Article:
Five years later, with a majority government, Stephen Harper introduced the Senate Reform Act, which the then prime minister described as a first step toward a constitutional amendment and an elected Senate.

In 2014, however, the Supreme Court advised that a move to an elected senate would require at least seven provinces representing 50 per cent of the population, and abolition of the Senate would require unanimous agreement of the provinces and the federal government.

Moreover, the Court confirmed that, at its core, the Senate is meant to be the Canadian Parliament’s less partisan and more independent complementary chamber of sober second thought.

So, on the Senate’s fundamental role in our political system, the 1867 Fathers of Confederation and the 2014 Supreme Court were on the same page.

Notwithstanding such august support, a majority of Canadians believed the Senate wasn’t living up to this promise.

Its image was tarnished by expense scandals, hyper-partisanship and top-down control by the Prime Minister’s Office. 

With constitutional reform out of the question, could anything be done to salvage Canada’s Upper Chamber?

Coming back to Alberta, in March 2015, the University of Alberta’s Centre for Constitutional Studies organized a conference entitled “Time for Boldness on Senate Reform” to mark the 30th anniversary of Alberta’s Select Special Committee on Upper House Reform.

The three outcomes of this conference led very much to where we are today when it comes to change in Canada’s Senate, that is, a way forward toward constructive, non-constitutional reform that would return the red chamber to its original purpose.

Changes that would make the Senate:

  • a complementary body, not a legislative rival, to the elected House of Commons
  • true to Sir John A. MacDonald’s vision of “sober second thought” 
  • independent of public opinion, control by governments, and the short-term political considerations of political parties

A considerable step forward had already been taken in 2014 when Justin Trudeau, then leader of the third Party in the Commons, removed all Liberal Senators from his caucus.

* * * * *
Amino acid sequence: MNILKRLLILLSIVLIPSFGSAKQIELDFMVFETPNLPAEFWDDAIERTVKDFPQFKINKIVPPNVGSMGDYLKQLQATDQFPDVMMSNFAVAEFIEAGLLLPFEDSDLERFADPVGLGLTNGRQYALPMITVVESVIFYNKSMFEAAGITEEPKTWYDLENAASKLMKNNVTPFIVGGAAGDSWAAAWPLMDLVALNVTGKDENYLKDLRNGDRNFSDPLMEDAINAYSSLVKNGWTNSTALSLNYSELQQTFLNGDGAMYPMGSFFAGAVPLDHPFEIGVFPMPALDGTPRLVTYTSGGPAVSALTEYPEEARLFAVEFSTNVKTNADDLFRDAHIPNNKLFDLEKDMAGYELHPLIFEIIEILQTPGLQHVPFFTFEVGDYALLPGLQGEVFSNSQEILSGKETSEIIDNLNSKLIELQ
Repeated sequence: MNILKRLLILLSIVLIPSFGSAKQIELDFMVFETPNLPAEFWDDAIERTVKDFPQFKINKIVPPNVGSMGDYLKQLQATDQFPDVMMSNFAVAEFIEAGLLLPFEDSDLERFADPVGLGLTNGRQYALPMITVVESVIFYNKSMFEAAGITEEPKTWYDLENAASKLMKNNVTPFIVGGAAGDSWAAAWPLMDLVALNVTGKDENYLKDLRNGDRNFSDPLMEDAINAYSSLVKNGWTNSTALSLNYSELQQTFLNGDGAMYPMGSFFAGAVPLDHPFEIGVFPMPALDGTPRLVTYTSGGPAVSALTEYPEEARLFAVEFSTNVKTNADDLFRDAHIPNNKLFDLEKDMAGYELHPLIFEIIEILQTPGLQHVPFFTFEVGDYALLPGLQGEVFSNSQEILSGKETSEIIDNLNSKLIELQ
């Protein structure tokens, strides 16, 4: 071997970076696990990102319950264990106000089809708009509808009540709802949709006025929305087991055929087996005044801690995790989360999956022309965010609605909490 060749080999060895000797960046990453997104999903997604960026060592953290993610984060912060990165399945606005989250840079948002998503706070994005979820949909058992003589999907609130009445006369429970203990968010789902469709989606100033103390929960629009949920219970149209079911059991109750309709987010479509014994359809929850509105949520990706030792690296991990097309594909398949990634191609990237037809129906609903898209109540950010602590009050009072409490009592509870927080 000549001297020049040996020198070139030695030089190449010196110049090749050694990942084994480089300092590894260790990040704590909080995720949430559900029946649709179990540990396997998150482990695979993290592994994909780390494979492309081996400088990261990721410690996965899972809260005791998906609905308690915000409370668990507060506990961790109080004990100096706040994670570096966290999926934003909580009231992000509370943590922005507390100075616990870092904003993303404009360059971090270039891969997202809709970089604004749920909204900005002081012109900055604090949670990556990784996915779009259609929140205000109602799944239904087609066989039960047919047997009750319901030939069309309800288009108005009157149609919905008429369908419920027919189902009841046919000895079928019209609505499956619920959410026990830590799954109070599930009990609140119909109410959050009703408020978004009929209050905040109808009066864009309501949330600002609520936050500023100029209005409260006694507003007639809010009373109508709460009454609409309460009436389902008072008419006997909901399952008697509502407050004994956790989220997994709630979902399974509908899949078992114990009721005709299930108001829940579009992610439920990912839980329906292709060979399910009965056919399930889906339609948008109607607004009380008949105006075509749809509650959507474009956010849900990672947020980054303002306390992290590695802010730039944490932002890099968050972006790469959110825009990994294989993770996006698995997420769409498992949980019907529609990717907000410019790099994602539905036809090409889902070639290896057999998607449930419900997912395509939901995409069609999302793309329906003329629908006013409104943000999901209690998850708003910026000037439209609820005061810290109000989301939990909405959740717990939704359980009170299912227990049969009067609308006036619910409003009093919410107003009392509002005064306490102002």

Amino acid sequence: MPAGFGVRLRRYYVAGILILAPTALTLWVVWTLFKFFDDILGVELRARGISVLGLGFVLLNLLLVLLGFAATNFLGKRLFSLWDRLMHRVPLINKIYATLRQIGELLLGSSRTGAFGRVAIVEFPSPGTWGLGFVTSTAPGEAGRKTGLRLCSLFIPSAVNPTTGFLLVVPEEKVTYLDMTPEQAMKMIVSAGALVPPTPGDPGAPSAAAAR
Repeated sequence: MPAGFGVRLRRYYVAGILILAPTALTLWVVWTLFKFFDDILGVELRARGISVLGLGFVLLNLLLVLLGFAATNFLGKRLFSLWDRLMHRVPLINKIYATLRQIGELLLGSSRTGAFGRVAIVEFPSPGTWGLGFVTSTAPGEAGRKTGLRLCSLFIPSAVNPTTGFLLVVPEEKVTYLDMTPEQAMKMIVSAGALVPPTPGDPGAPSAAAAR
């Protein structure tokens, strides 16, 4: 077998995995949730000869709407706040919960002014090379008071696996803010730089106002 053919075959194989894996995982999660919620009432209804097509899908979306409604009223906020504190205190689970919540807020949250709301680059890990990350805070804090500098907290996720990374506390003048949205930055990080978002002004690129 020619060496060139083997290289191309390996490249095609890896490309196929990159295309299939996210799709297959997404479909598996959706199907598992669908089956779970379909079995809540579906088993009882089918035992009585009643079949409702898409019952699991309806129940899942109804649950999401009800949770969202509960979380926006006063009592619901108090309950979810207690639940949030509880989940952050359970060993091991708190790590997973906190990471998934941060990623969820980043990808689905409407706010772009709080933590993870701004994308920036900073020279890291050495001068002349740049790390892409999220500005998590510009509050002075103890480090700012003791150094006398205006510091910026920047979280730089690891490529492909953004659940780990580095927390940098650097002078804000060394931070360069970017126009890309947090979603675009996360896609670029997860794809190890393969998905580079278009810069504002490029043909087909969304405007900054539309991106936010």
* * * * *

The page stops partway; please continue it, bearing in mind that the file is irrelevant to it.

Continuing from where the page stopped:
The Senate, he said, had become little more than a hyper-partisan echo chamber to the House because of the party structure that existed within it.  So, while the decision to sever ties with Liberal Senators may have seemed to some like tinkering, for the Senate, it was a seismic shift toward independence. Indeed, some Liberal senators have referred to this day as “Independence Day.” 

Remember, for almost 150 years, the Senate had been dominated by a duopoly of Liberals and Conservatives. But now, one of the two parties had cut its supporters loose and relinquished a key lever of power. Mr. Trudeau added at the time that, should he become Prime Minister, his goal would be to go back to basics and make the Senate a more independent, complementary and non-partisan Chamber.  

Last year, Mr. Trudeau took another crucial step toward restoring Senate credibility by implementing a new partisan-free and merit-based appointment process. 

This new process allows any Canadian who qualifies to apply to an independent advisory board—a board that includes as member, Indira Samarasekera, former President and Vice-Chancellor of the University of Alberta. Twenty-seven individuals have been appointed under this process, and they now sit in the chamber as Independents unaffiliated with any political party.   Unlike the past, their votes are not whipped. The party line does not exist for them. 

Understandably, not everyone agrees with these changes. Generally, critics represent two opposing views. The first imagines that Senators will become so empowered by the elimination of party discipline that they will brashly assert their formal powers in opposition to elected MPs. The second argument holds the polar opposite — that the renewed senate will become little more than an advisory committee to the House because of its detachment from true political issues of the day.

My own view is that the truth will be found in the vision put forward by the founders. Senators will generally subordinate themselves to the House by virtue of the fact that they are appointed. But they will also cease to be a mirror of the House because of the removal of party discipline.

For now, change has translated into some unpredictable outcomes for government legislation.  As the Government’s Representative in the Senate, I can definitely attest to this. The corollary, of course, is that this new independence has produced some robust reviews, debates and amendments over bills.  

Last June, for example, our country was engrossed by important legislation allowing physicians to help Canadians facing a terminal condition end their own lives. Senators made an important contribution, which included an amendment to broaden the eligibility for assisted dying beyond those facing foreseeable death. Many Senators argued that, absent broadened eligibility, the existing legislation was not constitutional. 

The Government and the House of Commons disagreed with this view. When the bill came back to the Senate, members appropriately yielded to the will of the elected chamber. But while they weren’t successful in changing the fundamentals of the bill, they did trigger a nationwide debate on the issue of eligibility for assisted dying.

At the risk of opening old wounds, I would like to look back at some policy that was highly controversial in Alberta when introduced in the 1980s. Yes, the National Energy Program. We cannot know if the program would have been different had the Senate been independent at the time, but we do know that the responsible cabinet ministers of the day, as cabinet ministers today, would not have taken Senate acquiescence for granted. And we also know that, similar to the legislation for assisted dying, there would have been extensive, national debates with stakeholders and Canadians being heard.